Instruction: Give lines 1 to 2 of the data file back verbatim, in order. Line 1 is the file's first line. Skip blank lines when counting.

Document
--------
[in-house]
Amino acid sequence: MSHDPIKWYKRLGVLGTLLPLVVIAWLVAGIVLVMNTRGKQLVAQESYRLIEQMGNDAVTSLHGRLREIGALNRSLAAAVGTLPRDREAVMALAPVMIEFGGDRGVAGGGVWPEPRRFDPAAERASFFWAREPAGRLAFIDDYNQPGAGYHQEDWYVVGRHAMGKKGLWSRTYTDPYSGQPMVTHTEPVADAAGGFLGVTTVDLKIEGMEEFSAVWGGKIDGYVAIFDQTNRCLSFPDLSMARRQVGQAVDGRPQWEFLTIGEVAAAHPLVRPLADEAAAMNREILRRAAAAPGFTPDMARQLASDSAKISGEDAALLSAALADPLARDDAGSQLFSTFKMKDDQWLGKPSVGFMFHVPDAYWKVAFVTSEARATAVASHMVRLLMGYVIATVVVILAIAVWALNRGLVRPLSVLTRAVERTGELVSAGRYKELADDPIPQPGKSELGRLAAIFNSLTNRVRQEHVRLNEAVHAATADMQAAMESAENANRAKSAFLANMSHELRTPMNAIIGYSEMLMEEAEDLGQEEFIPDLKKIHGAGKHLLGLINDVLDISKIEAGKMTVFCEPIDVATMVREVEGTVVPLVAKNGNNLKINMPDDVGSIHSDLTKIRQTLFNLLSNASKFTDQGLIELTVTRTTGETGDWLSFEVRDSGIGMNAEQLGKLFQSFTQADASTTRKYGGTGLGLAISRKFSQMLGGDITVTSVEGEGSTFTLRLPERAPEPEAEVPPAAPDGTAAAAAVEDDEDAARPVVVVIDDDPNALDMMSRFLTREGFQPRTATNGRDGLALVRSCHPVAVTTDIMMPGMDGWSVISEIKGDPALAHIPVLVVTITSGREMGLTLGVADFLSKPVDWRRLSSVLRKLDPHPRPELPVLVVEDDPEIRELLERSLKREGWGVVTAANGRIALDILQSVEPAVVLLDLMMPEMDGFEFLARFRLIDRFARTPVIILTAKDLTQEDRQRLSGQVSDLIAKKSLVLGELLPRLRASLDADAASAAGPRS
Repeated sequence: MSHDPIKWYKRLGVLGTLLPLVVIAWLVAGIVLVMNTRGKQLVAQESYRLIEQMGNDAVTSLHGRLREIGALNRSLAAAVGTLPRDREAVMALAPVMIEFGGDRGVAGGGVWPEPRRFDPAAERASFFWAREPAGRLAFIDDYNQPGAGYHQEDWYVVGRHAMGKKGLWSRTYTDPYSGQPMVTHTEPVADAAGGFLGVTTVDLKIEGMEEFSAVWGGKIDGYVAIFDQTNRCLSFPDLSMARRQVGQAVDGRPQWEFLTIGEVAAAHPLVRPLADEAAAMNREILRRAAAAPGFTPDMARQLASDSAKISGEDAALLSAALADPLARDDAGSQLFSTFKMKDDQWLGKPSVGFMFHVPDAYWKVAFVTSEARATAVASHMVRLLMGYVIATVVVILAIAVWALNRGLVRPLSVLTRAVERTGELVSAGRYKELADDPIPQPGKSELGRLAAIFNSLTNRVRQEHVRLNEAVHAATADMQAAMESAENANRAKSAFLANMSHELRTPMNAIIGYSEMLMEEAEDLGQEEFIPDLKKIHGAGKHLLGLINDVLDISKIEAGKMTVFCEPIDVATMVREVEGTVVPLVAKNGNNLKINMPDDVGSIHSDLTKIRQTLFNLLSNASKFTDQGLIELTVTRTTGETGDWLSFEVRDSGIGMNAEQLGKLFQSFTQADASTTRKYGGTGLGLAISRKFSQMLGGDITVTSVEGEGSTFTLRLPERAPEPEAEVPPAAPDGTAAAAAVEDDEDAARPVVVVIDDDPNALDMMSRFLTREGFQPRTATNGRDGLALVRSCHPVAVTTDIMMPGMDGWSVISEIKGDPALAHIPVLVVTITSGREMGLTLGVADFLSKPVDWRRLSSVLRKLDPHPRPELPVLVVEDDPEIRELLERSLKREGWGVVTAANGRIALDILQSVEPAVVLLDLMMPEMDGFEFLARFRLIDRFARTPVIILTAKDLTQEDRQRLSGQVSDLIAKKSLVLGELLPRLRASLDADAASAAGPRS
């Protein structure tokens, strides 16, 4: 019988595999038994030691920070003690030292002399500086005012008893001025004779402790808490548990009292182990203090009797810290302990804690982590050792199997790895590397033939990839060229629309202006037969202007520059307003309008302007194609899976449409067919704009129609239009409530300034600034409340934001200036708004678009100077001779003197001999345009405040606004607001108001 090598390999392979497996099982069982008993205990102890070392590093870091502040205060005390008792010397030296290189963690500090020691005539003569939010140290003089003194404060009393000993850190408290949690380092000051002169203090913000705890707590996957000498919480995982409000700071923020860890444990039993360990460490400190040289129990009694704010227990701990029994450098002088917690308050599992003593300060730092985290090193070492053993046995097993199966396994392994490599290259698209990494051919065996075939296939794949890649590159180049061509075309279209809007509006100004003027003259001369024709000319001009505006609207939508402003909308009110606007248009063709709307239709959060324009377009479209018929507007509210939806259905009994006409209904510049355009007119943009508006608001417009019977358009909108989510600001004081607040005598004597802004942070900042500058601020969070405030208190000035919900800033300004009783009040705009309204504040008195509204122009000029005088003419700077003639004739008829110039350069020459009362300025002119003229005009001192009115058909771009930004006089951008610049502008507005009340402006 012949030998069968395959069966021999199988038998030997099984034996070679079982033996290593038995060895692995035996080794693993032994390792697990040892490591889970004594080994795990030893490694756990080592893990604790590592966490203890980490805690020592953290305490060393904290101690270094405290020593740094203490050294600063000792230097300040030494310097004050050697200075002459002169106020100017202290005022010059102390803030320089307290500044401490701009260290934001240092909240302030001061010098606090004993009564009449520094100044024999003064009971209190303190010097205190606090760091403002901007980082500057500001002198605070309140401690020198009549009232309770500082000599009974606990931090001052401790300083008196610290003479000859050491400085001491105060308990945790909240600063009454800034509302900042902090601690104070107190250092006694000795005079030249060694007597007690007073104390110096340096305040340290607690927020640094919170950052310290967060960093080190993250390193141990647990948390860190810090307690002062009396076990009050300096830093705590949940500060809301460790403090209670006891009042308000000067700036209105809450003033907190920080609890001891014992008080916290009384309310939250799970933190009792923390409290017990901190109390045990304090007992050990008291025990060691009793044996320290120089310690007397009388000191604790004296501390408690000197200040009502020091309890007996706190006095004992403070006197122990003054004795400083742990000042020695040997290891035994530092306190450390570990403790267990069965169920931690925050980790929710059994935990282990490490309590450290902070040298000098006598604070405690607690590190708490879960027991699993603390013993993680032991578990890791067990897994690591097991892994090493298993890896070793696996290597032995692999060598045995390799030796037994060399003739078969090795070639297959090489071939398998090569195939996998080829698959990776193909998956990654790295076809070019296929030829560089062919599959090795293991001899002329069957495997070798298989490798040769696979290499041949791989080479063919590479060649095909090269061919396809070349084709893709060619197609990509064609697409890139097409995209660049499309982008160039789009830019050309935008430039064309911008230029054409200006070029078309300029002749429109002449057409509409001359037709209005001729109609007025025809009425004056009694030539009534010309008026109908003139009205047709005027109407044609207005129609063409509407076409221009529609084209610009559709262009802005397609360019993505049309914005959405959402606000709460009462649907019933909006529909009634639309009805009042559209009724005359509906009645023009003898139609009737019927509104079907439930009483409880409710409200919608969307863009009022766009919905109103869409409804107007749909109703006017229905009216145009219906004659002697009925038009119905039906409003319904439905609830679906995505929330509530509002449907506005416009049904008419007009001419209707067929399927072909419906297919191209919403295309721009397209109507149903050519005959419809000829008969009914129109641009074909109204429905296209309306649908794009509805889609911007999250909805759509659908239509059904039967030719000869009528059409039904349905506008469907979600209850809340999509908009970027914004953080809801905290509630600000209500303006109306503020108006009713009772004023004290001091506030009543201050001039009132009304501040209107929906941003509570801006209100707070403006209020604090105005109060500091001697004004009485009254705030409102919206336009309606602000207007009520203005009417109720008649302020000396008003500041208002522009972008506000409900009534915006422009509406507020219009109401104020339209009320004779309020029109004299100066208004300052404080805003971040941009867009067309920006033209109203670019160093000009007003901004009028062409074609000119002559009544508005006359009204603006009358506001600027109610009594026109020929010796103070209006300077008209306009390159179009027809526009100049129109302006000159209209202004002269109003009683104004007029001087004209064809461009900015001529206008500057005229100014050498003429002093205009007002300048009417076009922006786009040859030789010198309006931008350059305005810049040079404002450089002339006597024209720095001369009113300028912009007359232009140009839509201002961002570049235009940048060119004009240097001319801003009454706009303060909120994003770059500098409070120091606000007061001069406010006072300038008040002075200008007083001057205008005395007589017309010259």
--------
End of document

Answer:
[in-house]
Amino acid sequence: MSHDPIKWYKRLGVLGTLLPLVVIAWLVAGIVLVMNTRGKQLVAQESYRLIEQMGNDAVTSLHGRLREIGALNRSLAAAVGTLPRDREAVMALAPVMIEFGGDRGVAGGGVWPEPRRFDPAAERASFFWAREPAGRLAFIDDYNQPGAGYHQEDWYVVGRHAMGKKGLWSRTYTDPYSGQPMVTHTEPVADAAGGFLGVTTVDLKIEGMEEFSAVWGGKIDGYVAIFDQTNRCLSFPDLSMARRQVGQAVDGRPQWEFLTIGEVAAAHPLVRPLADEAAAMNREILRRAAAAPGFTPDMARQLASDSAKISGEDAALLSAALADPLARDDAGSQLFSTFKMKDDQWLGKPSVGFMFHVPDAYWKVAFVTSEARATAVASHMVRLLMGYVIATVVVILAIAVWALNRGLVRPLSVLTRAVERTGELVSAGRYKELADDPIPQPGKSELGRLAAIFNSLTNRVRQEHVRLNEAVHAATADMQAAMESAENANRAKSAFLANMSHELRTPMNAIIGYSEMLMEEAEDLGQEEFIPDLKKIHGAGKHLLGLINDVLDISKIEAGKMTVFCEPIDVATMVREVEGTVVPLVAKNGNNLKINMPDDVGSIHSDLTKIRQTLFNLLSNASKFTDQGLIELTVTRTTGETGDWLSFEVRDSGIGMNAEQLGKLFQSFTQADASTTRKYGGTGLGLAISRKFSQMLGGDITVTSVEGEGSTFTLRLPERAPEPEAEVPPAAPDGTAAAAAVEDDEDAARPVVVVIDDDPNALDMMSRFLTREGFQPRTATNGRDGLALVRSCHPVAVTTDIMMPGMDGWSVISEIKGDPALAHIPVLVVTITSGREMGLTLGVADFLSKPVDWRRLSSVLRKLDPHPRPELPVLVVEDDPEIRELLERSLKREGWGVVTAANGRIALDILQSVEPAVVLLDLMMPEMDGFEFLARFRLIDRFARTPVIILTAKDLTQEDRQRLSGQVSDLIAKKSLVLGELLPRLRASLDADAASAAGPRS